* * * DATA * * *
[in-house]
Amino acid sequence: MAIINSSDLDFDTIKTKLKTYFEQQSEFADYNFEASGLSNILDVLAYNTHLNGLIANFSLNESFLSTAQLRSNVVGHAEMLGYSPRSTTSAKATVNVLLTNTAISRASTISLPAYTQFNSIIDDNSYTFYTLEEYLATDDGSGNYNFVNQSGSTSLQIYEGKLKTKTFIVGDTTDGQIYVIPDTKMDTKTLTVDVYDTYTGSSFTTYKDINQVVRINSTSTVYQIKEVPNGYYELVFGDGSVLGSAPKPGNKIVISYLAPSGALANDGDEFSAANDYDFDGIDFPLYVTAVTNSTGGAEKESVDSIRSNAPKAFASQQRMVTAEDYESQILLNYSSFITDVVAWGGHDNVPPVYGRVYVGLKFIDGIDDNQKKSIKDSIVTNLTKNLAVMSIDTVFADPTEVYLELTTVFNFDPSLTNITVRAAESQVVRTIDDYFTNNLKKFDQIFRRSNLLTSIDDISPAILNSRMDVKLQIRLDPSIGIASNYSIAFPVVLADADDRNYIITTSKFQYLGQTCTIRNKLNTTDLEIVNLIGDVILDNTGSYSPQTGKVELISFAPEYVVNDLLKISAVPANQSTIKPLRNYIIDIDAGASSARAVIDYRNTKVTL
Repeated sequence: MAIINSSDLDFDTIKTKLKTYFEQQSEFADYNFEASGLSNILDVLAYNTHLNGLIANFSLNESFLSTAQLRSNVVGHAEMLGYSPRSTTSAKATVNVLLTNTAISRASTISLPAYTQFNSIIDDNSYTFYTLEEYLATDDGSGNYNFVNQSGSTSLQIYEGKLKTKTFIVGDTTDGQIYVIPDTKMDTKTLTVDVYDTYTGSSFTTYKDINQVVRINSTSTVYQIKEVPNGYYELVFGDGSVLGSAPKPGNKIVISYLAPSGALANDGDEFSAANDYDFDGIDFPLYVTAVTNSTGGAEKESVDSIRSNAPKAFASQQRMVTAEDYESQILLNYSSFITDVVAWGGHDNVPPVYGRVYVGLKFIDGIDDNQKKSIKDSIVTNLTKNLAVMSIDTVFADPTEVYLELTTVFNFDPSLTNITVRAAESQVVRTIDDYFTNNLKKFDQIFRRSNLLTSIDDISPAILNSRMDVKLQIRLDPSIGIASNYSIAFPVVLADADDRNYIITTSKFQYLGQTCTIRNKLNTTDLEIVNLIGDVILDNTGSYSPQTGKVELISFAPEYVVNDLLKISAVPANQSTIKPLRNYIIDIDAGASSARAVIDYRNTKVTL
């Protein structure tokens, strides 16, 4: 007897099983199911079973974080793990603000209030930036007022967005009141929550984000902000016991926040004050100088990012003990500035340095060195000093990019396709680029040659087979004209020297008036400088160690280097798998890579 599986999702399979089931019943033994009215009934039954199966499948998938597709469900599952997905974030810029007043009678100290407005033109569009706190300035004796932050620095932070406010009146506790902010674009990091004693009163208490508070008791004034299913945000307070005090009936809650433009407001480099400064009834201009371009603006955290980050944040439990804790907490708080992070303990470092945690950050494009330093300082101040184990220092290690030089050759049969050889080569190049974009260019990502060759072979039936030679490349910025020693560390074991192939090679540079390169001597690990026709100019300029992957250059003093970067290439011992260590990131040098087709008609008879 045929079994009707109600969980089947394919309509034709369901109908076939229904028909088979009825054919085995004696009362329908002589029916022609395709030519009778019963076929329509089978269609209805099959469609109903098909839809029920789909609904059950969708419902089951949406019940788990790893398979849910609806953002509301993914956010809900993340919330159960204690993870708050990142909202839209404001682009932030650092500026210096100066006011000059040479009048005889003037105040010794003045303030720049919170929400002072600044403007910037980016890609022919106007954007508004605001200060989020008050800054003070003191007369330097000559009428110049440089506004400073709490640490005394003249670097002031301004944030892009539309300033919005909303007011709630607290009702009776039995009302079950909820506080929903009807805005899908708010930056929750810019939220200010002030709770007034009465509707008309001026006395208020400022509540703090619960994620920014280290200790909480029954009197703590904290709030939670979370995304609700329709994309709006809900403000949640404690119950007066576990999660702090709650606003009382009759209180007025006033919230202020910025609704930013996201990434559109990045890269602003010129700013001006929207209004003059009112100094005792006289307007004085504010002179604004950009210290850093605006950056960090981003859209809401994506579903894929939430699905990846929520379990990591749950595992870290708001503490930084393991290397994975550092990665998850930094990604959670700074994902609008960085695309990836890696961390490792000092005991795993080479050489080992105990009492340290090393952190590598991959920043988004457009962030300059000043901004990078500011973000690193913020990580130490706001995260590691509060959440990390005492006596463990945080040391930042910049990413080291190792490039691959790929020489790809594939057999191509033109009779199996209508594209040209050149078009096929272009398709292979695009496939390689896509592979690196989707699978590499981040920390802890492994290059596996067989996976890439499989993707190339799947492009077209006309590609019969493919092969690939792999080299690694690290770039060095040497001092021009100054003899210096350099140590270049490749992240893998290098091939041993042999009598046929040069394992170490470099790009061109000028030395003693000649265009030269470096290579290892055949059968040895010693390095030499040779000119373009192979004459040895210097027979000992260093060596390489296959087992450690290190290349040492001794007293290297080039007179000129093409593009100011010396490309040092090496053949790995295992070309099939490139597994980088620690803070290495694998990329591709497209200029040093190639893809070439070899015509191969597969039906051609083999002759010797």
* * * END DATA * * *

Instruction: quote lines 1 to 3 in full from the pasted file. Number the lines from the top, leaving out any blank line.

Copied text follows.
[in-house]
Amino acid sequence: MAIINSSDLDFDTIKTKLKTYFEQQSEFADYNFEASGLSNILDVLAYNTHLNGLIANFSLNESFLSTAQLRSNVVGHAEMLGYSPRSTTSAKATVNVLLTNTAISRASTISLPAYTQFNSIIDDNSYTFYTLEEYLATDDGSGNYNFVNQSGSTSLQIYEGKLKTKTFIVGDTTDGQIYVIPDTKMDTKTLTVDVYDTYTGSSFTTYKDINQVVRINSTSTVYQIKEVPNGYYELVFGDGSVLGSAPKPGNKIVISYLAPSGALANDGDEFSAANDYDFDGIDFPLYVTAVTNSTGGAEKESVDSIRSNAPKAFASQQRMVTAEDYESQILLNYSSFITDVVAWGGHDNVPPVYGRVYVGLKFIDGIDDNQKKSIKDSIVTNLTKNLAVMSIDTVFADPTEVYLELTTVFNFDPSLTNITVRAAESQVVRTIDDYFTNNLKKFDQIFRRSNLLTSIDDISPAILNSRMDVKLQIRLDPSIGIASNYSIAFPVVLADADDRNYIITTSKFQYLGQTCTIRNKLNTTDLEIVNLIGDVILDNTGSYSPQTGKVELISFAPEYVVNDLLKISAVPANQSTIKPLRNYIIDIDAGASSARAVIDYRNTKVTL
Repeated sequence: MAIINSSDLDFDTIKTKLKTYFEQQSEFADYNFEASGLSNILDVLAYNTHLNGLIANFSLNESFLSTAQLRSNVVGHAEMLGYSPRSTTSAKATVNVLLTNTAISRASTISLPAYTQFNSIIDDNSYTFYTLEEYLATDDGSGNYNFVNQSGSTSLQIYEGKLKTKTFIVGDTTDGQIYVIPDTKMDTKTLTVDVYDTYTGSSFTTYKDINQVVRINSTSTVYQIKEVPNGYYELVFGDGSVLGSAPKPGNKIVISYLAPSGALANDGDEFSAANDYDFDGIDFPLYVTAVTNSTGGAEKESVDSIRSNAPKAFASQQRMVTAEDYESQILLNYSSFITDVVAWGGHDNVPPVYGRVYVGLKFIDGIDDNQKKSIKDSIVTNLTKNLAVMSIDTVFADPTEVYLELTTVFNFDPSLTNITVRAAESQVVRTIDDYFTNNLKKFDQIFRRSNLLTSIDDISPAILNSRMDVKLQIRLDPSIGIASNYSIAFPVVLADADDRNYIITTSKFQYLGQTCTIRNKLNTTDLEIVNLIGDVILDNTGSYSPQTGKVELISFAPEYVVNDLLKISAVPANQSTIKPLRNYIIDIDAGASSARAVIDYRNTKVTL